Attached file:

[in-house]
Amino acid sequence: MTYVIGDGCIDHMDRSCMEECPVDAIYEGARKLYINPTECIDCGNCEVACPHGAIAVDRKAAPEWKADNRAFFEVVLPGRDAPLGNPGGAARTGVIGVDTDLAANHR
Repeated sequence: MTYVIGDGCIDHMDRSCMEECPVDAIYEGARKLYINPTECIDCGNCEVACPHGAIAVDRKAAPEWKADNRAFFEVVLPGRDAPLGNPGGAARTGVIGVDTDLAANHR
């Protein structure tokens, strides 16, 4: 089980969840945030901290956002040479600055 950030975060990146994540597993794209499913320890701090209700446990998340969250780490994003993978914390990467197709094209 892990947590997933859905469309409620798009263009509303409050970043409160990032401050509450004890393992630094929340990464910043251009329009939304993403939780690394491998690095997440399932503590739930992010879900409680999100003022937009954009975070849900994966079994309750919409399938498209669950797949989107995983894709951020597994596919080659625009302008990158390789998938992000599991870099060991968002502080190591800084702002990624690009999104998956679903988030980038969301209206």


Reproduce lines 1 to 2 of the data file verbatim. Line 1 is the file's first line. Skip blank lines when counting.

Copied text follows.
[in-house]
Amino acid sequence: MTYVIGDGCIDHMDRSCMEECPVDAIYEGARKLYINPTECIDCGNCEVACPHGAIAVDRKAAPEWKADNRAFFEVVLPGRDAPLGNPGGAARTGVIGVDTDLAANHR